Conspicuously inconspicuous at University of Hohenheim
More and more complaints about a heating system in a building from 1989 forced the facility manager to look into maintenance-free solutions. The University of Hohenheim got their solution with self-sufficient thermostatic radiator valves by Micropelt. The system is working so reliable now that students and professors only notice that “in contrast to other lecture halls, it is never cold in here”.
The lecture hall is located on the ground floor of building 3.32 at the University of Hohenheim. The building is a typical 1980s building to which insulation can hardly be retrofitted. The windows are merely double glazed. The temperature is difficult to control and adjust. Often while in one corner the window was open in another corner the radiator was set to maximum temperature.
Looking for a scalable solution
Mr. Riehle, head of the technical services division, was faced with complaints during the past heating period. A solution had to be found. It had to be a seamless integration with best possible benefit. Energy had to be saved. It was obvious from the start that a central heating control system was needed. Battery solutions were not an option because of maintenance costs and the concept of sustainability. A scalable solution was required that could be transferred to other lecture halls and buildings of the university.
Now each of the 24 radiators in this lecture hall has a self-sufficient thermostatic radiator valve by Micropelt that generates the required energy for heating control and radio autonomously. Once they are connected, no maintenance is required as the actuators work without batteries. A theft protection bracket prevents unauthorized manipulation.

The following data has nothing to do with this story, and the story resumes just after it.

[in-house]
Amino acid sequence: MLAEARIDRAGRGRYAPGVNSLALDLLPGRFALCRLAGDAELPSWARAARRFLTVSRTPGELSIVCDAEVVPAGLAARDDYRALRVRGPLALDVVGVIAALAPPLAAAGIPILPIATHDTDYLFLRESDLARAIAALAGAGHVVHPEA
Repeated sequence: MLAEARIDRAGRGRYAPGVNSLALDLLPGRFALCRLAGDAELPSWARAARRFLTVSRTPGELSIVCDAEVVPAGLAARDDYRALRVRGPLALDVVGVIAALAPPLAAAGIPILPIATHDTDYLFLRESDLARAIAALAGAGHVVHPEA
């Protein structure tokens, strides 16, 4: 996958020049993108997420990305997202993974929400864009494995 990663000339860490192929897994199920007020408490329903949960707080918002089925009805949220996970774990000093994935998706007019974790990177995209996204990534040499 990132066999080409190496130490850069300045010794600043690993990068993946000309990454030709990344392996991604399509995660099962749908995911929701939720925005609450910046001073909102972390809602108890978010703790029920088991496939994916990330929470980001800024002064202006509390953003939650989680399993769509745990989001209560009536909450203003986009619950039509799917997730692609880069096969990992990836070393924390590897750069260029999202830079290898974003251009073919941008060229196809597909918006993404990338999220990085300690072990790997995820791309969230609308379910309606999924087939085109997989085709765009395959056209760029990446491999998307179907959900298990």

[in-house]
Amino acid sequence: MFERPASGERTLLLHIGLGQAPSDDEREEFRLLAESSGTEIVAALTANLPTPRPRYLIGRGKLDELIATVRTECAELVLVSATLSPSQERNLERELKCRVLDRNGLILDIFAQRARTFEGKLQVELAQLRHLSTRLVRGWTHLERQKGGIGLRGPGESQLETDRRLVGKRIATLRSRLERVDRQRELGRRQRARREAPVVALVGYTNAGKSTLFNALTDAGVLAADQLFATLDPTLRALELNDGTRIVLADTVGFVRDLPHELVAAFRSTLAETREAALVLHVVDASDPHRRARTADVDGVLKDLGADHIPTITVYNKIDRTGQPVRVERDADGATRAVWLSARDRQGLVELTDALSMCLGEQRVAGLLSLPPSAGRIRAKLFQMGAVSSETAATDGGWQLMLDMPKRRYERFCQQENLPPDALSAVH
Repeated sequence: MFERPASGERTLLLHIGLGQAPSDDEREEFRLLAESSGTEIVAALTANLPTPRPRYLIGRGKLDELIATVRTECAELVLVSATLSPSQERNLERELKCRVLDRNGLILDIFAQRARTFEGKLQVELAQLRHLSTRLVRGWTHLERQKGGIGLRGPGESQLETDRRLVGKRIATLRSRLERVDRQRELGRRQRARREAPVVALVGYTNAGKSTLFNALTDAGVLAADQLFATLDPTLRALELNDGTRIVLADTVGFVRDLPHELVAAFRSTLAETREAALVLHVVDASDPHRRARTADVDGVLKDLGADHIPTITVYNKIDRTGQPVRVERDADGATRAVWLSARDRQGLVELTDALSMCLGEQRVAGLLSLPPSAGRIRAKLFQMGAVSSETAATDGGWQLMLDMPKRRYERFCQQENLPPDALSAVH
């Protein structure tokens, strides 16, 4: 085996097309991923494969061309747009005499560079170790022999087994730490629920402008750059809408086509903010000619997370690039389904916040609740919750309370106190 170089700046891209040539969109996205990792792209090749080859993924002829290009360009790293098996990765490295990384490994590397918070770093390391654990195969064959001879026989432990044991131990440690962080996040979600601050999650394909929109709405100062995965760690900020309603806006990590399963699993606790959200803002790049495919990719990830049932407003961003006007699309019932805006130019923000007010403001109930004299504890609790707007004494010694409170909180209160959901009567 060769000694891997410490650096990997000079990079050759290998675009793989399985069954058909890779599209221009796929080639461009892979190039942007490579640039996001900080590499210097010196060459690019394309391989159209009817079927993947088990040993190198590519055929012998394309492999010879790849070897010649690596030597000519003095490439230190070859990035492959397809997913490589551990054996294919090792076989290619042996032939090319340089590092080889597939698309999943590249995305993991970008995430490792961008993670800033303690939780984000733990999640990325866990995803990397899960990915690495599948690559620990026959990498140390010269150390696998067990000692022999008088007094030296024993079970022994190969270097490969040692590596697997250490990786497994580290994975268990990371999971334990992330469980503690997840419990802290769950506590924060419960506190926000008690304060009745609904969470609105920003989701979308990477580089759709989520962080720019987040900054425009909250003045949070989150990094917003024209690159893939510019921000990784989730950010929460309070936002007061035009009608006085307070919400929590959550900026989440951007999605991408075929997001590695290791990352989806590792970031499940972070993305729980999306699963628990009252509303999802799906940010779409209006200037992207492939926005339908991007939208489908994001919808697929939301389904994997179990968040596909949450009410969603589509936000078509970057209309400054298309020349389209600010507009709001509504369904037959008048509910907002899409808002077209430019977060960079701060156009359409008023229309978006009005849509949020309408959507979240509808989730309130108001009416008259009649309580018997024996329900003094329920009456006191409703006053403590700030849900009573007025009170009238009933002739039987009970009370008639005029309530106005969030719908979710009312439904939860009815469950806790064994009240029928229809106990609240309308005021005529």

Part of an integrated system
The actuator is the last piece in a chain built on the building control system BACnet. The
heating is controlled from the central control room located in the heating plant building on campus by using Schneider Struxture Lite. The heat carrier district heating is fed from the cogeneration unit on Campus into the secondary network and finally distributed in the basement of building 3.32. The Thermokon room sensor checks the room temperature and sends this information back to the control center. Using the Orca view visualization by Delta Controls, data and trends can be evaluated and monitored.
Good prospects for energy savings and comfort
The lecture hall accommodates 120 students. Towards the inner courtyard and the north-facing wall, 12 radiators are installed directly under the windows. The room has to be heated according to the weekly changing booking plan which is fed into the heating control system.
Due to the building structure and the usage behavior, maximal energy savings of 30% and more can be realized here. With annual average heating requirements of about 330 MWh for this type of building significant savings can be expected. The future heating periods are expected with renewed confidence and the professors are pleased with “the comfortable room conditions”.